Procedural due process is met “by having an orderly proceeding wherein a person is served
with notice, actual or constructive, and has an opportunity to be heard and to enforce and protect
his rights.” Tri-G, Inc. v. Burke, Bosselman & Weaver, 222 Ill. 2d 218, 244 (2006)
A denial of procedural due process is either a failure to receive notice or a failure to have a hearing on a contested issue.
“The essence of due process is procedural fairness, as embodied in the elements of notice and opportunity to be heard. As long as these elements are satisfied, a party is not denied due process, even if he fails to avail himself of his opportunity to be heard.” Milenkovic v. Milenkovic, 416 NE 2d 1140 – Ill: Appellate Court, 1st Dist. 1981
Notice is required for an Illinois court to do anything. It’s not fair for a court to be making decisions about your life when you’re not even told that the decision will be made.
“A fundamental requirement of due process in any proceeding which is to be accorded finality is notice reasonably calculated, under the circumstances, to apprise interested parties of the pendency of the action and afford them an opportunity to present their objections. The notice must be of such nature as reasonably to convey the required information.” Stratton v. WENONA COM. UNIT DIST., 551 NE 2d 640 – Ill: Supreme Court 1990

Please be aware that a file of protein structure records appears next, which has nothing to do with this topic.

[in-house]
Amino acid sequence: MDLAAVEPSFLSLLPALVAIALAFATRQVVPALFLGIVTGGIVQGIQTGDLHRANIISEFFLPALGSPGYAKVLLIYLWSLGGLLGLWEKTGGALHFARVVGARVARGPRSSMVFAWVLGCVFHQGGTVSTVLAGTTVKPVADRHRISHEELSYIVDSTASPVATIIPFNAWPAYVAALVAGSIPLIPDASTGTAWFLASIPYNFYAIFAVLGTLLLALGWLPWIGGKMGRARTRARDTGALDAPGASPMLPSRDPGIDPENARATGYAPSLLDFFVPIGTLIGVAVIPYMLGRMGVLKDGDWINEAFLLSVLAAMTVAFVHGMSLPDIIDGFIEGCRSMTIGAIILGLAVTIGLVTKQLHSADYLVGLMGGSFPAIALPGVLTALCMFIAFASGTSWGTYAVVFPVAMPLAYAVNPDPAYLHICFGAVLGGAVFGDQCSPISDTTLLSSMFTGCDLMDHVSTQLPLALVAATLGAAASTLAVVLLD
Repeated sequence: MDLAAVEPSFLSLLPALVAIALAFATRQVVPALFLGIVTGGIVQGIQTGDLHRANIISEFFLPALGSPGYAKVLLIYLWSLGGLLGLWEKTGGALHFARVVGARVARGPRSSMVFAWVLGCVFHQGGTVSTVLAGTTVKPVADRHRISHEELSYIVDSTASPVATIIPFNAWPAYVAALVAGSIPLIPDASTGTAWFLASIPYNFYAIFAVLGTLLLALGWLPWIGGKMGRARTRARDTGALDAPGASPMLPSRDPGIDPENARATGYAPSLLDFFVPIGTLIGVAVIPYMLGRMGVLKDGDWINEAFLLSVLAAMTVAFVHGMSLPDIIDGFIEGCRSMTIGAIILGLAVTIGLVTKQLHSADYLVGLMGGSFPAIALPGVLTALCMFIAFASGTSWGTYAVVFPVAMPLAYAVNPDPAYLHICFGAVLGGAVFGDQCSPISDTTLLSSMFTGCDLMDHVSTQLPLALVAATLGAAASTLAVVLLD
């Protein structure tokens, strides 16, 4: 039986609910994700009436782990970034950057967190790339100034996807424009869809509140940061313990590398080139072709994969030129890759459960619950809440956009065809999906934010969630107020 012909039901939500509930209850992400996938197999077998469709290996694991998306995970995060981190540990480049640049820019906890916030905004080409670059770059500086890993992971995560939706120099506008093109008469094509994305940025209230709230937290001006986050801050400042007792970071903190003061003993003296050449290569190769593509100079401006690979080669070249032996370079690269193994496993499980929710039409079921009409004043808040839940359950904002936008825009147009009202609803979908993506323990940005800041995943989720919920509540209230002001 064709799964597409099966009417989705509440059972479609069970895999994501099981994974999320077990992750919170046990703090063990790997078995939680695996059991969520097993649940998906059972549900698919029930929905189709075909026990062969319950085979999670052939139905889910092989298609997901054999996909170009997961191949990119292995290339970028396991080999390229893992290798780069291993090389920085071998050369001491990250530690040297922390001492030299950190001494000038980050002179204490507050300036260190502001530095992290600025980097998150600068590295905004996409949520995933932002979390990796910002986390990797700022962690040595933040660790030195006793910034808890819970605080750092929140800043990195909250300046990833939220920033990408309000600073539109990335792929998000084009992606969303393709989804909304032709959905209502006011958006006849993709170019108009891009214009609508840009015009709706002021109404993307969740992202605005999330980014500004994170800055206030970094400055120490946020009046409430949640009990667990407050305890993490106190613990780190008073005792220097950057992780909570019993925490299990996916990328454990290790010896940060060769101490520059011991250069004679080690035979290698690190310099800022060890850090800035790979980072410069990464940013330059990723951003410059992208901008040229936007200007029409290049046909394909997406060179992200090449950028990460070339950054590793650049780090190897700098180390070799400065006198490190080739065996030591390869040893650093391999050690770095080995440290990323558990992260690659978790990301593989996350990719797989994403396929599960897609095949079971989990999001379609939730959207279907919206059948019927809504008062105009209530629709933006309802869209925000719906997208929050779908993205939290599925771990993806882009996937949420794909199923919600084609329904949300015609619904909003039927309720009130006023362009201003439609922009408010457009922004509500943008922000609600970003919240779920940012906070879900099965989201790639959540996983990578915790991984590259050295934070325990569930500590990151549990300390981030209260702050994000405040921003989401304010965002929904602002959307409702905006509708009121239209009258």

“The requisites of due process are satisfied if the manner of effecting service of summons gives reasonable assurance that notice will actually be given and the person against whom the action is brought is given reasonable time to appear and defend on the merits.” People ex rel. Loeser v. Loeser, 283 NE 2d 884 – Ill: Supreme Court 1972
If you have an attorney, your attorney can accept notice for you.
“The law is well settled that notice to an attorney is notice to the client who employs him, and knowledge of an attorney is knowledge of or imputed to his client.” People ex rel. Rogers v. Elrod, 340 NE 2d 598 – Ill: Appellate Court, 1st Dist. 1975
An Illinois divorce court can only issue an order without confirming notice on a temporary basis.
“The court may issue a temporary restraining order without requiring notice to the other party only if it finds, on the basis of the moving affidavit or other evidence, that irreparable injury will result to the moving party if no order is issued until the time for responding has elapsed.” 750 ILCS 5/501(b)